Meet our Trainers
The Oral History Society works in conjunction with the British Library to offer training courses in various practical aspects of oral history. The courses are taught by accredited trainers who meet annually to share ideas and best practice and reflect on evaluation feedback from course attendees.
At present I’m the Vice Chair of the OHS but I’ve been a Trustee since the 1980s. I’m also a regional network representative for Wales and an accredited oral history trainer. I’m now retired, but before that I worked for many years at the open-air museum at St Fagans, Cardiff. I was initially employed as a Welsh language dialect researcher, when the museum was still known as the Welsh Folk Museum. I then worked there as a sound archivist and oral historian, eventually becoming Keeper of History and Archaeology for the National Museum of Wales as a whole. Before retiring, I was very proud to have led the content team for the reimagining of St Fagans as a participatory national museum of history – a project that resulted in the museum being awarded the Arts Fund Museum of the Year in 2019. If you are in Wales and would like advice or training in oral history, please get in touch.
Rwy’n siarad Cymraeg ac wedi gweithio gyda chymunedau ar hyd a lled Cymru. Os ydych yn gwneud prosiect hanes llafar trwy gyfrwng y Gymraeg, mae pob croeso ichi gysylltu am gyngor.
My roles within the OHS are Trustee, Regional Network Representative (South Yorkshire), Accredited Trainer and Website Officer. I teach public health subjects and oral history in palliative care in the Division of Nursing and Midwifery, University of Sheffield. I have worked on numerous palliative care and end of life research studies and in 2007 established an oral history project as a service for patients in a Palliative Care Unit in Sheffield. This project continues to offer patients an opportunity to create life history recordings as personal and family records and for research. I also lead an Oral History Group which focuses on oral history research in healthcare and collaborates with care providers in establishing new oral history projects. Key to this work has been the development of a bespoke training and development programme for hospices and palliative care centres.
I am a Trustee of the Oral History Society, one of its Accredited Trainers, and a Regional Network representative for Leicestershire and Rutland. I also edit the Current British Work section of Oral History, the Society’s journal. I started my oral history career in the 1990s in a community history unit at Leicester City Council, and in 2001 I helped to establish the HLF-funded East Midlands Oral History Archive (EMOHA) at the University of Leicester, where I was Project Manager for three years. I have a particular interest in using oral history to research and interpret family history, and along with my colleague Mary Stewart I contributed an article on the subject, ‘Exploring encounters between families, their histories and archived oral histories’, to the Archives and Records journal in April 2017. Other articles include ‘Moving on: reflections on oral history and migrant communities in Britain’ in Oral History, Volume 34, No. 1. I have also written or edited a range of books using oral histories. I am now semi-retired but continue to teach modern British history and local history to adult students alongside my involvement in the Oral History Society.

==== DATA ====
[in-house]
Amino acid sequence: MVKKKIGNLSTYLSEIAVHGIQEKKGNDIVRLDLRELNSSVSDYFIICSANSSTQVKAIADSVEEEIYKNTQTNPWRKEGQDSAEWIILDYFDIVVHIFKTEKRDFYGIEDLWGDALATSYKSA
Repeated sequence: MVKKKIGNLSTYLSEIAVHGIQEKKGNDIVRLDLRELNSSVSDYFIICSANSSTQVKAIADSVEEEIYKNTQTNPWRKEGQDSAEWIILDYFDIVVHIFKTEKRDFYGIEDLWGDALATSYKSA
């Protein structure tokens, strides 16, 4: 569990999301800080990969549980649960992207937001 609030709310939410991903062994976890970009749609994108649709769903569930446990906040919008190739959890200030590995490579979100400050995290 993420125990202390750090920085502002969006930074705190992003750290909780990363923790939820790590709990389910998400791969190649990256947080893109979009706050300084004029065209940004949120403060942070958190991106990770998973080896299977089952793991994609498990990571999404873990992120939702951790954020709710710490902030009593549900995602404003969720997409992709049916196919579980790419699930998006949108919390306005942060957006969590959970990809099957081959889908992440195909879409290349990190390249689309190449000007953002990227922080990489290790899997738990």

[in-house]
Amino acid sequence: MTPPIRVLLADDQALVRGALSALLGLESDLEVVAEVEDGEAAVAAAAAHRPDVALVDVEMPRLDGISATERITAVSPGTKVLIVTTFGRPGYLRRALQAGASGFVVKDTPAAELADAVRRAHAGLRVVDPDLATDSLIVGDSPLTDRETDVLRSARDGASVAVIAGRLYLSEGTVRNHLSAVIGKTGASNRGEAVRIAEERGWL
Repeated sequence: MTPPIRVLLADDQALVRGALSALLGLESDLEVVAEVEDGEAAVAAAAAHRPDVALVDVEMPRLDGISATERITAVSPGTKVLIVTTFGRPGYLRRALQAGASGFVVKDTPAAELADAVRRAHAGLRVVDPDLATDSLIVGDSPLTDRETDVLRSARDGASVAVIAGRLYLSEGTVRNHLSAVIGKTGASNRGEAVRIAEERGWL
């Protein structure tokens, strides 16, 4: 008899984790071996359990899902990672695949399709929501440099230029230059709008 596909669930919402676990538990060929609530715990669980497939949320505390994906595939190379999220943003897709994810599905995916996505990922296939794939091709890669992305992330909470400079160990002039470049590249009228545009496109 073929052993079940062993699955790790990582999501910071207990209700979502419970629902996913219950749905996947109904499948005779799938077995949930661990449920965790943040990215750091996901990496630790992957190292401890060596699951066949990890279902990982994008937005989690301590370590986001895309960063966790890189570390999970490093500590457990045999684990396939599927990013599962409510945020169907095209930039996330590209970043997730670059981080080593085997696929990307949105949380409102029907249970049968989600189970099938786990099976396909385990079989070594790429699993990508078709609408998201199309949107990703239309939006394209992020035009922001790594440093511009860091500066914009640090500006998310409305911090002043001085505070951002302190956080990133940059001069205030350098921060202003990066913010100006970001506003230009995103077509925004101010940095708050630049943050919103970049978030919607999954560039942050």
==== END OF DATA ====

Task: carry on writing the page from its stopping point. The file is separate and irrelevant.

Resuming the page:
I’m a regional networker for Scotland for the OHS and a BL/OHS accredited oral history trainer. In addition, I deliver training for the Scottish Oral History Centre at the University of Strathclyde, where I am a research associate and teach on various undergraduate and postgraduate history modules, including the ‘Oral History Theory and Practice’ and ‘Work and Community Placement in Oral History’ modules. I am also a part-time lecturer with the Centre for History at the University of the Highlands and Islands and undertake freelance work as an oral historian, proofreader and copy-editor. I actively undertake oral history research, and am currently working on a BA/Leverhulme-funded project entitled ‘Rainbows in the Windows: An Oral History of Young Families in Britain in the COVID-19 Pandemic’. Please do get in touch if you are in Scotland and would like any advice on oral history.